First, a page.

Iran denies report of direct nuclear talks with U.S.


(JTA) — Iran denied a New York Times report that it has agreed to direct talks with the United States over its nuclear program.

Iran issued the denial on Sunday, a day after the U.S. National Security Council also denied the report in The New York Times.

The newspaper cited unnamed senior Obama administration officials as saying that the United States and Iran have agreed in principle to one-on-one negotiations that reportedly would not take place until after the presidential election in November.  

Iran this year has been negotiating with the P5+1, comprised of the five permanent members of the U.N. Security Council — China, France, Germany, Russia, the United Kingdom and the United States — as well as Germany. The talks have not led to any agreements.

The New York Times reported that the agreement was reached after secret negotiations that began in the early months of Obama’s presidency in 2009.

"Israel doesn’t know about these contacts and I can’t confirm that they’ve actually taken place," Israeli Prime Minister Benjamin Netanyahu said in a statement issued Sunday night. "I can say that Iran used the talks and negotiations with the Five Powers to drag its feet and to gain time to advance its nuclear weapons program.  In the last year alone, in the course of these talks, Iran has enriched thousands of kilograms of uranium in its nuclear program.  And I don’t see any reason why they wouldn’t continue in that same way if they open up talks with the U.S. Therefore, the international community, first of all, needs to set very clear demands to Iran: Halting uranium enrichment, removing all enriched uranium and dismantling the underground installation in Qom. I think that the best chance to succeed in halting Iran’s nuclear program diplomatically is a combination of very sharp sanctions and a credible military option. In any event, I can say that as long as I am the Prime Minister of Israel, Israel will not allow Iran to reach a military nuclear capability."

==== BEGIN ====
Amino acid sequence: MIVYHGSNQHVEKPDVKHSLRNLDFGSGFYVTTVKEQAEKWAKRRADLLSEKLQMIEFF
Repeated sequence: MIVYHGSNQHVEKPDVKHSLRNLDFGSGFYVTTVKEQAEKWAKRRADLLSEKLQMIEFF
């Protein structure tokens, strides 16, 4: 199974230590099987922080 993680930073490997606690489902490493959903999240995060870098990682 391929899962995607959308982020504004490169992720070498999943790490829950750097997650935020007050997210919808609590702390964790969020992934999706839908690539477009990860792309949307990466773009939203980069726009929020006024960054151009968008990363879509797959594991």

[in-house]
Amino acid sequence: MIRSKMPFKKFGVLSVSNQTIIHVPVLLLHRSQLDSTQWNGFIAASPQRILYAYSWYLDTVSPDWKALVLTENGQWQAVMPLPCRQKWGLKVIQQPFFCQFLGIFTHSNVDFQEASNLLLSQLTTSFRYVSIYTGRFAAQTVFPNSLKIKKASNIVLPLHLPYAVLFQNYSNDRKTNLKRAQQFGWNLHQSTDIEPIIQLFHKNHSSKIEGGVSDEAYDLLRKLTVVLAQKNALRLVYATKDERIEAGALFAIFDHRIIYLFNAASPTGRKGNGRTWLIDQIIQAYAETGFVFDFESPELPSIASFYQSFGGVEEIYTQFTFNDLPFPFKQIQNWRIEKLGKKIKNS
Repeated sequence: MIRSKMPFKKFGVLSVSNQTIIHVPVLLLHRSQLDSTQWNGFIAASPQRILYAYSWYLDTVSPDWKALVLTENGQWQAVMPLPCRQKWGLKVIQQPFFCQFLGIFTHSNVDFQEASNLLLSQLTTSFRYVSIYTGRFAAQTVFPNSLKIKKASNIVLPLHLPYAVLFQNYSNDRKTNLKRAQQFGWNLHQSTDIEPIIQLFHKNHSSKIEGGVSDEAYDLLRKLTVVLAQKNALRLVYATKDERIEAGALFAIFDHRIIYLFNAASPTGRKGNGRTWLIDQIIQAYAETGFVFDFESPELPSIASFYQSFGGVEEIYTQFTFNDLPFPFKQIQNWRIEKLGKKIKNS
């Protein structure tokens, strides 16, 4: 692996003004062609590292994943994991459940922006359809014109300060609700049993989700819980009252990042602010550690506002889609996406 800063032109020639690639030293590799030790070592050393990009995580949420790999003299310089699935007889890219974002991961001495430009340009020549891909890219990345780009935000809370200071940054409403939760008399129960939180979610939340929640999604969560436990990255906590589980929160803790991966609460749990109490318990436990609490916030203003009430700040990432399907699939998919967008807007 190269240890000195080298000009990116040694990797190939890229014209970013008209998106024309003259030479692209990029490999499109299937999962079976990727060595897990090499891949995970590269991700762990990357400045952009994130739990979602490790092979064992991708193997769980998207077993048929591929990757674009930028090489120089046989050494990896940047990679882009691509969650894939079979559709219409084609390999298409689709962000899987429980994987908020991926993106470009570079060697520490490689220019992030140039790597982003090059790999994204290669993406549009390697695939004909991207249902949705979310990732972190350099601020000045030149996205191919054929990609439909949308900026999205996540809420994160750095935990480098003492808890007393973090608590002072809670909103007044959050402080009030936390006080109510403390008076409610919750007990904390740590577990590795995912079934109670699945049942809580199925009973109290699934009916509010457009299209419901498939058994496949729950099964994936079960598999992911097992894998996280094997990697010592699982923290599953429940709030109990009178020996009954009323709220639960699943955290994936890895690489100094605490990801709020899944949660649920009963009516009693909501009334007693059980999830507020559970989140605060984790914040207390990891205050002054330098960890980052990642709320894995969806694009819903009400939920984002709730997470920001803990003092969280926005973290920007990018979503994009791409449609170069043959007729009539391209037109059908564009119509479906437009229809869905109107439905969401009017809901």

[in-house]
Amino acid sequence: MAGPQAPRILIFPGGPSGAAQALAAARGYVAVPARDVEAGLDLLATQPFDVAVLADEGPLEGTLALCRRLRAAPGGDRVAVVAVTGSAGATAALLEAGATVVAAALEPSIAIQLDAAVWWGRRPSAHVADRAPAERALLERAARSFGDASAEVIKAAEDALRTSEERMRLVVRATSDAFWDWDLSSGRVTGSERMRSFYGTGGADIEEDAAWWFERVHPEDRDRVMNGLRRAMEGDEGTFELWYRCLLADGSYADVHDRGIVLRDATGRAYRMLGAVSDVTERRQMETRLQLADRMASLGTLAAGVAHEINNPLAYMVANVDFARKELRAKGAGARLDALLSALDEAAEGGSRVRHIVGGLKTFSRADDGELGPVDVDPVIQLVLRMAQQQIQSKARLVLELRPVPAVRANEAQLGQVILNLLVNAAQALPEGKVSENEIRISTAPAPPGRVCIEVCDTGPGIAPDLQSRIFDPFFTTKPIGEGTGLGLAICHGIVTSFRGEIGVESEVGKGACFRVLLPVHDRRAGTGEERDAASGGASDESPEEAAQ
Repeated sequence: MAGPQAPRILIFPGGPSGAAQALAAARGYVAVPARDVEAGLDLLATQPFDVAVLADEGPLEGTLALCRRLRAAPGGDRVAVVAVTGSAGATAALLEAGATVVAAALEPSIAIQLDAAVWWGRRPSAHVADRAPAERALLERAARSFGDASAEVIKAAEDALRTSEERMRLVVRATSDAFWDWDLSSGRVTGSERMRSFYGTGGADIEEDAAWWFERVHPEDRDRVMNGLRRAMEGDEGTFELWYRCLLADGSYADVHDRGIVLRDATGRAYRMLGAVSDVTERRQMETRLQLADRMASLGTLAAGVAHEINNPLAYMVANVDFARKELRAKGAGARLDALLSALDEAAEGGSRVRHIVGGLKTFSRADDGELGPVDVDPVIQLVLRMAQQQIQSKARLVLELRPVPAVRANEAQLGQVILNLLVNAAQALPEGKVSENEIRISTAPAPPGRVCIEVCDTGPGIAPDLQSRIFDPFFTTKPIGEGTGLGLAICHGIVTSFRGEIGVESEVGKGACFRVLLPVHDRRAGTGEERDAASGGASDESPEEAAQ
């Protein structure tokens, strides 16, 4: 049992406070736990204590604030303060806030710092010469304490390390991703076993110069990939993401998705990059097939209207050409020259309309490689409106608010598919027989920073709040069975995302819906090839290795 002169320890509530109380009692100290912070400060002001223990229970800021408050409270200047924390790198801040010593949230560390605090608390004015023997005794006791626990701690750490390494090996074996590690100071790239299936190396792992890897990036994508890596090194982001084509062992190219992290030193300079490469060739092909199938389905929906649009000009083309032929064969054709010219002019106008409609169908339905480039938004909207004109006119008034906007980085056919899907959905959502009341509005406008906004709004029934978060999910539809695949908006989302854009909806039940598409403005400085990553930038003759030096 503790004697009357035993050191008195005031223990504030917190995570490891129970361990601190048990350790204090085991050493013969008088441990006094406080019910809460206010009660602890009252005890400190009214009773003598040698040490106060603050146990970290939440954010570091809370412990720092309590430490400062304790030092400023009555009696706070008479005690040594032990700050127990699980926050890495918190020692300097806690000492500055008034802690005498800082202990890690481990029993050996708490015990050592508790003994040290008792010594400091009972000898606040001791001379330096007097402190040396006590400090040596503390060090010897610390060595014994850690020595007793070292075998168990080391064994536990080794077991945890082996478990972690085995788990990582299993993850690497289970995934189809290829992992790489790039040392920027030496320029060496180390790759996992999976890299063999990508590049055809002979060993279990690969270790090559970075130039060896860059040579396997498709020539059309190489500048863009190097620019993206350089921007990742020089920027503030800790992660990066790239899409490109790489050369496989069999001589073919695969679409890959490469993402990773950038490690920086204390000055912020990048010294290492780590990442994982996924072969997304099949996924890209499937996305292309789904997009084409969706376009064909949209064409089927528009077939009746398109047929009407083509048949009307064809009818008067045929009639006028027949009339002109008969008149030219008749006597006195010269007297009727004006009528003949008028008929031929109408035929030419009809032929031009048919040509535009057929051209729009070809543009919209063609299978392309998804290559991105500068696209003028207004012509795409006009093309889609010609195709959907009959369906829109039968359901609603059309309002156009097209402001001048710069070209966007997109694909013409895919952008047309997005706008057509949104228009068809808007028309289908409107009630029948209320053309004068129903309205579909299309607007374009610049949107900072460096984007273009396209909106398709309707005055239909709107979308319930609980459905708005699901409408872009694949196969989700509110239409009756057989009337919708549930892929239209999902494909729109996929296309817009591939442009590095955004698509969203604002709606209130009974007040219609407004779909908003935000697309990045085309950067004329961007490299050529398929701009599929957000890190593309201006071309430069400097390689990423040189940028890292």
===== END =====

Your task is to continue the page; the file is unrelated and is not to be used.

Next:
Michael Oren, Israel’s ambassador to the United States, told the New York Times that the Obama administration had not informed his country about the diplomatic initiative.

"We do not think Iran should be rewarded with direct talks," Oren told the newspaper. "Rather that sanctions and all other possible pressures on Iran must be increased."

Israel has called for the United States and other countries to take military action against Iran before it achieves a nuclear weapon. Iran says its nuclear program is for peaceful purposes. 

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